A private citizen may feel his interest repugnant to his duty; but it must be from a deficiency of sense or courage, that an absolute monarch can separate his happiness from his glory, or his glory from the public welfare. The life or panegyric of Basil has indeed been composed and published under the long reign of his descendants; but even their stability on the throne may be justly ascribed to the superior merit of their ancestor. In his character, his grandson Constantine has attempted to delineate a perfect image of royalty: but that feeble prince, unless he had copied a real model, could not easily have soared so high above the level of his own conduct or conceptions. But the most solid praise of Basil is drawn from the comparison of a ruined and a flourishing monarchy, that which he wrested from the dissolute Michael, and that which he bequeathed to the Mecedonian dynasty. The evils which had been sanctified by time and example, were corrected by his master-hand; and he revived, if not the national spirit, at least the order and majesty of the Roman empire. His application was indefatigable, his temper cool, his understanding vigorous and decisive; and in his practice he observed that rare and salutary moderation, which pursues each virtue, at an equal distance between the opposite vices. His military service had been confined to the palace: nor was the emperor endowed with the spirit or the talents of a warrior. Yet under his reign the Roman arms were again formidable to the Barbarians. As soon as he had formed a new army by discipline and exercise, he appeared in person on the banks of the Euphrates, curbed the pride of the Saracens, and suppressed the dangerous though just revolt of the Manichaeans. His indignation against a rebel who had long eluded his pursuit, provoked him to wish and to pray, that, by the grace of God, he might drive three arrows into the head of Chrysochir. That odious head, which had been obtained by treason rather than by valor, was suspended from a tree, and thrice exposed to the dexterity of the Imperial archer; a base revenge against the dead, more worthy of the times than of the character of Basil. But his principal merit was in the civil administration of the finances and of the laws. To replenish and exhausted treasury, it was proposed to resume the lavish and ill-placed gifts of his predecessor: his prudence abated one moiety of the restitution; and a sum of twelve hundred thousand pounds was instantly procured to answer the most pressing demands, and to allow some space for the mature operations of economy. Among the various schemes for the improvement of the revenue, a new mode was suggested of capitation, or tribute, which would have too much depended on the arbitrary discretion of the assessors. A sufficient list of honest and able agents was instantly produced by the minister; but on the more careful scrutiny of Basil himself, only two could be found, who might be safely intrusted with such dangerous powers; but they justified his esteem by declining his confidence. But the serious and successful diligence of the emperor established by degrees the equitable balance of property and payment, of receipt and expenditure; a peculiar fund was appropriated to each service; and a public method secured the interest of the prince and the property of the people. After reforming the luxury, he assigned two patrimonial estates to supply the decent plenty, of the Imperial table: the contributions of the subject were reserved for his defence; and the residue was employed in the embellishment of the capital and provinces. A taste for building, however costly, may deserve some praise and much excuse: from thence industry is fed, art is encouraged, and some object is attained of public emolument or pleasure: the use of a road, an aqueduct, or a hospital, is obvious and solid; and the hundred churches that arose by the command of Basil were consecrated to the devotion of the age. In the character of a judge he was assiduous and impartial; desirous to save, but not afraid to strike: the oppressors of the people were severely chastised; but his personal foes, whom it might be unsafe to pardon, were condemned, after the loss of their eyes, to a life of solitude and repentance. The change of language and manners demanded a revision of the obsolete jurisprudence of Justinian: the voluminous body of his Institutes, Pandects, Code, and Novels, was digested under forty titles, in the Greek idiom; and the Basilics, which were improved and completed by his son and grandson, must be referred to the original genius of the founder of their race. This glorious reign was terminated by an accident in the chase. A furious stag entangled his horns in the belt of Basil, and raised him from his horse: he was rescued by an attendant, who cut the belt and slew the animal; but the fall, or the fever, exhausted the strength of the aged monarch, and he expired in the palace amidst the tears of his family and people. If he struck off the head of the faithful servant for presuming to draw his sword against his sovereign, the pride of despotism, which had lain dormant in his life, revived in the last moments of despair, when he no longer wanted or valued the opinion of mankind.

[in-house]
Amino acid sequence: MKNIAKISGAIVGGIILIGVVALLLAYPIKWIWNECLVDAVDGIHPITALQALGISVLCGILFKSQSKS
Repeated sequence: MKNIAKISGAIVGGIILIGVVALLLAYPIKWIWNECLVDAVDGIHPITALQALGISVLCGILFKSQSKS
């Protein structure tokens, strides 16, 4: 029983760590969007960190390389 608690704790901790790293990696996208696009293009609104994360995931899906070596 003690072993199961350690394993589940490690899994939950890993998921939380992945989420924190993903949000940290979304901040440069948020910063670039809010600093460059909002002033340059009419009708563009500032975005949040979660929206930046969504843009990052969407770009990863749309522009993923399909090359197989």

Of the four sons of the emperor, Constantine died before his father, whose grief and credulity were amused by a flattering impostor and a vain apparition. Stephen, the youngest, was content with the honors of a patriarch and a saint; both Leo and Alexander were alike invested with the purple, but the powers of government were solely exercised by the elder brother. The name of Leo the Sixth has been dignified with the title of philosopher; and the union of the prince and the sage, of the active and speculative virtues, would indeed constitute the perfection of human nature. But the claims of Leo are far short of this ideal excellence. Did he reduce his passions and appetites under the dominion of reason? His life was spent in the pomp of the palace, in the society of his wives and concubines; and even the clemency which he showed, and the peace which he strove to preserve, must be imputed to the softness and indolence of his character. Did he subdue his prejudices, and those of his subjects? His mind was tinged with the most puerile superstition; the influence of the clergy, and the errors of the people, were consecrated by his laws; and the oracles of Leo, which reveal, in prophetic style, the fates of the empire, are founded on the arts of astrology and divination. If we still inquire the reason of his sage appellation, it can only be replied, that the son of Basil was less ignorant than the greater part of his contemporaries in church and state; that his education had been directed by the learned Photius; and that several books of profane and ecclesiastical science were composed by the pen, or in the name, of the Imperial philosopher. But the reputation of his philosophy and religion was overthrown by a domestic vice, the repetition of his nuptials. The primitive ideas of the merit and holiness of celibacy were preached by the monks and entertained by the Greeks. Marriage was allowed as a necessary means for the propagation of mankind; after the death of either party, the survivor might satisfy, by a second union, the weakness or the strength of the flesh: but a third marriage was censured as a state of legal fornication; and a fourth was a sin or scandal as yet unknown to the Christians of the East. In the beginning of his reign, Leo himself had abolished the state of concubines, and condemned, without annulling, third marriages: but his patriotism and love soon compelled him to violate his own laws, and to incur the penance, which in a similar case he had imposed on his subjects. In his three first alliances, his nuptial bed was unfruitful; the emperor required a female companion, and the empire a legitimate heir. The beautiful Zoe was introduced into the palace as a concubine; and after a trial of her fecundity, and the birth of Constantine, her lover declared his intention of legitimating the mother and the child, by the celebration of his fourth nuptials. But the patriarch Nicholas refused his blessing: the Imperial baptism of the young prince was obtained by a promise of separation; and the contumacious husband of Zoe was excluded from the communion of the faithful. Neither the fear of exile, nor the desertion of his brethren, nor the authority of the Latin church, nor the danger of failure or doubt in the succession to the empire, could bend the spirit of the inflexible monk. After the death of Leo, he was recalled from exile to the civil and ecclesiastical administration; and the edict of union which was promulgated in the name of Constantine, condemned the future scandal of fourth marriages, and left a tacit imputation on his own birth. In the Greek language, purple and porphyry are the same word: and as the colors of nature are invariable, we may learn, that a dark deep red was the Tyrian dye which stained the purple of the ancients. An apartment of the Byzantine palace was lined with porphyry: it was reserved for the use of the pregnant empresses; and the royal birth of their children was expressed by the appellation of porphyrogenite, or born in the purple. Several of the Roman princes had been blessed with an heir; but this peculiar surname was first applied to Constantine the Seventh. His life and titular reign were of equal duration; but of fifty-four years, six had elapsed before his father's death; and the son of Leo was ever the voluntary or reluctant subject of those who oppressed his weakness or abused his confidence. His uncle Alexander, who had long been invested with the title of Augustus, was the first colleague and governor of the young prince: but in a rapid career of vice and folly, the brother of Leo already emulated the reputation of Michael; and when he was extinguished by a timely death, he entertained a project of castrating his nephew, and leaving the empire to a worthless favorite. The succeeding years of the minority of Constantine were occupied by his mother Zoe, and a succession or council of seven regents, who pursued their interest, gratified their passions, abandoned the republic, supplanted each other, and finally vanished in the presence of a soldier. From an obscure origin, Romanus Lecapenus had raised himself to the command of the naval armies; and in the anarchy of the times, had deserved, or at least had obtained, the national esteem. With a victorious and affectionate fleet, he sailed from the mouth of the Danube into the harbor of Constantinople, and was hailed as the deliverer of the people, and the guardian of the prince. His supreme office was at first defined by the new appellation of father of the emperor; but Romanus soon disdained the subordinate powers of a minister, and assumed with the titles of Caesar and Augustus, the full independence of royalty, which he held near five-and-twenty years. His three sons, Christopher, Stephen, and Constantine were successively adorned with the same honors, and the lawful emperor was degraded from the first to the fifth rank in this college of princes. Yet, in the preservation of his life and crown, he might still applaud his own fortune and the clemency of the usurper. The examples of ancient and modern history would have excused the ambition of Romanus: the powers and the laws of the empire were in his hand; the spurious birth of Constantine would have justified his exclusion; and the grave or the monastery was open to receive the son of the concubine. But Lecapenus does not appear to have possessed either the virtues or the vices of a tyrant. The spirit and activity of his private life dissolved away in the sunshine of the throne; and in his licentious pleasures, he forgot the safety both of the republic and of his family. Of a mild and religious character, he respected the sanctity of oaths, the innocence of the youth, the memory of his parents, and the attachment of the people. The studious temper and retirement of Constantine disarmed the jealousy of power: his books and music, his pen and his pencil, were a constant source of amusement; and if he could improve a scanty allowance by the sale of his pictures, if their price was not enhanced by the name of the artist, he was endowed with a personal talent, which few princes could employ in the hour of adversity.